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France & Netherlands among EU countries considering pursuing share of Apple taxes

In the wake of the European Commission's ruling against tax deals between Apple and Ireland, the finance ministers of several other European countries are reportedly considering a share of the iPhone maker's back taxes.

Austria, Italy, France, and the Netherlands are among the countries following the outcome of the Commission's ruling, which is set to be appealed by both Apple and Ireland, according to Deutsche Welle. Companies like Apple "have an obligation to pay taxes in a fair way," said Dutch finance minister Jeroen Dijsselbloem, adding that "international tax loopholes are a thing of the past."

"If it's legally accurate, you can be sure that as minister of finance I will take it," said Austria's Hans Joerg Schelling. "We Austrians are looking at it intensively."

Britain's Philip Hammond commented that the European Union is eager "to make sure that international corporations pay the right tax at the right place."

The Commission has accused Ireland of extending illegal state aid to Apple for years in the form of preferential tax treatment, such that in 2014, it paid just 0.005 percent on its European profits —the company uses Ireland to funnel billions in international revenue. Although Ireland might nominally benefit from collecting more taxes, the country has used loopholes to attract multinational corporations and jobs that might otherwise go to other nations.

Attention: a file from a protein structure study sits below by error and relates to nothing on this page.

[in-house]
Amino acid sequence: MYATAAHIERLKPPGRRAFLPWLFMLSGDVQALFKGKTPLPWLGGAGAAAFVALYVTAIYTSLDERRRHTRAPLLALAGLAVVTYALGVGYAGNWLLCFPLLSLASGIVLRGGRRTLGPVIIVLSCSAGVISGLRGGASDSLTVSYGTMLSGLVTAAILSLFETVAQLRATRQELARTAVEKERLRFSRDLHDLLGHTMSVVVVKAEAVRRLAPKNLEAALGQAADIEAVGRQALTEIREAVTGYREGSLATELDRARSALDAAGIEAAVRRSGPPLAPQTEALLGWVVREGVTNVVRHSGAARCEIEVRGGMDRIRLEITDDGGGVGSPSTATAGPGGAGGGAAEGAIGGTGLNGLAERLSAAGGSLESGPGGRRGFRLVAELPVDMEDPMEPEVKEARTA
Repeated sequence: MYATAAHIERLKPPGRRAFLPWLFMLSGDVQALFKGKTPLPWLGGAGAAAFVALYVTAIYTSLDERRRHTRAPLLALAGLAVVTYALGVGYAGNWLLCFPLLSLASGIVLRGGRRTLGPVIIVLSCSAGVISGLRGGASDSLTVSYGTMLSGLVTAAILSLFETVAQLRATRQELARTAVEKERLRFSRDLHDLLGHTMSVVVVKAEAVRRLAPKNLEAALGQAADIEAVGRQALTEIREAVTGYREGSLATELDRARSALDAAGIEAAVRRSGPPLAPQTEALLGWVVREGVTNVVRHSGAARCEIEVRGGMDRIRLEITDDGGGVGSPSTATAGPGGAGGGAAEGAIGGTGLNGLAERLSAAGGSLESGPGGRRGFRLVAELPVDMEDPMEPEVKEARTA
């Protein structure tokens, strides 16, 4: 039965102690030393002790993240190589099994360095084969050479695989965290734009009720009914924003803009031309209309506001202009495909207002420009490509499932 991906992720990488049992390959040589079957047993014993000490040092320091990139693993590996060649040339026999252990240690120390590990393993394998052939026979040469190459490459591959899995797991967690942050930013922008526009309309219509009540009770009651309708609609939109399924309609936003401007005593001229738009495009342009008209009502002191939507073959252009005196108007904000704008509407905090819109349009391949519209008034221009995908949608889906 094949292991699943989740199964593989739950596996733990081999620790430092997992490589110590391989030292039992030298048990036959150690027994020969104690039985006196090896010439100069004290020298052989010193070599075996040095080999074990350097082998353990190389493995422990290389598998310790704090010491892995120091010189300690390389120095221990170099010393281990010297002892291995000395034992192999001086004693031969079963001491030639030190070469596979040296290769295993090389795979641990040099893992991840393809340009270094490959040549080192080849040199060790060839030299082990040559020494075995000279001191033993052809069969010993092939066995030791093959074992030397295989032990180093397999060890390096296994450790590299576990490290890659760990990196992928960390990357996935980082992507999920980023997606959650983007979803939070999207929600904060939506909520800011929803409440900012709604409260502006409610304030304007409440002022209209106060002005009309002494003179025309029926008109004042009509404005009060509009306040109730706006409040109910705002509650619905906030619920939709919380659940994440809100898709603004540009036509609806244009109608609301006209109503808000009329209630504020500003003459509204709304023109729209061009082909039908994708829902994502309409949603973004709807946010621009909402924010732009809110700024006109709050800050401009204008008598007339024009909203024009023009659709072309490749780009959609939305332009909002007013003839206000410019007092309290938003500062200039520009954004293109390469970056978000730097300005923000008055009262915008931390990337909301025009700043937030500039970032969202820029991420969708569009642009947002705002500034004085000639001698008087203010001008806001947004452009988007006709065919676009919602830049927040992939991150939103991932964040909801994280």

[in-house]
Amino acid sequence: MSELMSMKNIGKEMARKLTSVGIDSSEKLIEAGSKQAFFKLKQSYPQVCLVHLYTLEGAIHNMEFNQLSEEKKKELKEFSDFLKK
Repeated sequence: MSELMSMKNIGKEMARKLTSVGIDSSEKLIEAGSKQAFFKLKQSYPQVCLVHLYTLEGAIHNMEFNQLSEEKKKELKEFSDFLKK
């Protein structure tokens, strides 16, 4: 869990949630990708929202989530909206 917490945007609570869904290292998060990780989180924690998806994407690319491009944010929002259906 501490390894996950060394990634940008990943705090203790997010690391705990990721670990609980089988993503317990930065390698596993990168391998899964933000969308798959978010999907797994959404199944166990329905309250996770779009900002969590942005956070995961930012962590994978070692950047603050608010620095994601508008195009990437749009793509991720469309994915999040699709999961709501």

Ireland has been ordered to collect at least 13 billion euros ($14.6 billion) from Apple, though the final tally could reach 19 billion euros (over $21 billion) after interest. The Commission's ruling reflects growing sentiment against tax havens in Europe and abroad, fueled by crunches on government budgets, and April's release of the Panama Papers.